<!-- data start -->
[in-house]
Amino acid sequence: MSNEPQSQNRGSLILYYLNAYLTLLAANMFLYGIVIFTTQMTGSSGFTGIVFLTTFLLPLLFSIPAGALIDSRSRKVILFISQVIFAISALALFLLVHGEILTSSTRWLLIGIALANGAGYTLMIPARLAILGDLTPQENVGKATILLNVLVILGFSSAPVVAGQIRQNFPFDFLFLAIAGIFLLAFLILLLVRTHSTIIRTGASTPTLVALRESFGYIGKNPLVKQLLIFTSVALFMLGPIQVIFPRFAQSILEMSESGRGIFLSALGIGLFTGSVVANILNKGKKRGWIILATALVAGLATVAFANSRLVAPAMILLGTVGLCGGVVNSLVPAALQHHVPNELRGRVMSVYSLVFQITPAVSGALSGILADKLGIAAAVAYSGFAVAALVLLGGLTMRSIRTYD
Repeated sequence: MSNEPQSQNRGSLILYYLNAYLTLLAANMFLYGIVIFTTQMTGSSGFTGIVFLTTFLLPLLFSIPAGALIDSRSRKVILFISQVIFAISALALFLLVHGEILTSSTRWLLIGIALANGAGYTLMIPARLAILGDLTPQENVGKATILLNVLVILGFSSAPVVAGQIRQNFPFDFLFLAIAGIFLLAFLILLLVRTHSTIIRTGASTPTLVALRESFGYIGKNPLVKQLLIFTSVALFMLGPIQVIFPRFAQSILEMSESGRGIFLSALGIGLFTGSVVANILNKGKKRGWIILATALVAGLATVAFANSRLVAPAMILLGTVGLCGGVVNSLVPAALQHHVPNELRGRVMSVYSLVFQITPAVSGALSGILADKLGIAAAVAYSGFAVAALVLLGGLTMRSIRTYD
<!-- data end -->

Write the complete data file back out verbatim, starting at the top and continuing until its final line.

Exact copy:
[in-house]
Amino acid sequence: MSNEPQSQNRGSLILYYLNAYLTLLAANMFLYGIVIFTTQMTGSSGFTGIVFLTTFLLPLLFSIPAGALIDSRSRKVILFISQVIFAISALALFLLVHGEILTSSTRWLLIGIALANGAGYTLMIPARLAILGDLTPQENVGKATILLNVLVILGFSSAPVVAGQIRQNFPFDFLFLAIAGIFLLAFLILLLVRTHSTIIRTGASTPTLVALRESFGYIGKNPLVKQLLIFTSVALFMLGPIQVIFPRFAQSILEMSESGRGIFLSALGIGLFTGSVVANILNKGKKRGWIILATALVAGLATVAFANSRLVAPAMILLGTVGLCGGVVNSLVPAALQHHVPNELRGRVMSVYSLVFQITPAVSGALSGILADKLGIAAAVAYSGFAVAALVLLGGLTMRSIRTYD
Repeated sequence: MSNEPQSQNRGSLILYYLNAYLTLLAANMFLYGIVIFTTQMTGSSGFTGIVFLTTFLLPLLFSIPAGALIDSRSRKVILFISQVIFAISALALFLLVHGEILTSSTRWLLIGIALANGAGYTLMIPARLAILGDLTPQENVGKATILLNVLVILGFSSAPVVAGQIRQNFPFDFLFLAIAGIFLLAFLILLLVRTHSTIIRTGASTPTLVALRESFGYIGKNPLVKQLLIFTSVALFMLGPIQVIFPRFAQSILEMSESGRGIFLSALGIGLFTGSVVANILNKGKKRGWIILATALVAGLATVAFANSRLVAPAMILLGTVGLCGGVVNSLVPAALQHHVPNELRGRVMSVYSLVFQITPAVSGALSGILADKLGIAAAVAYSGFAVAALVLLGGLTMRSIRTYD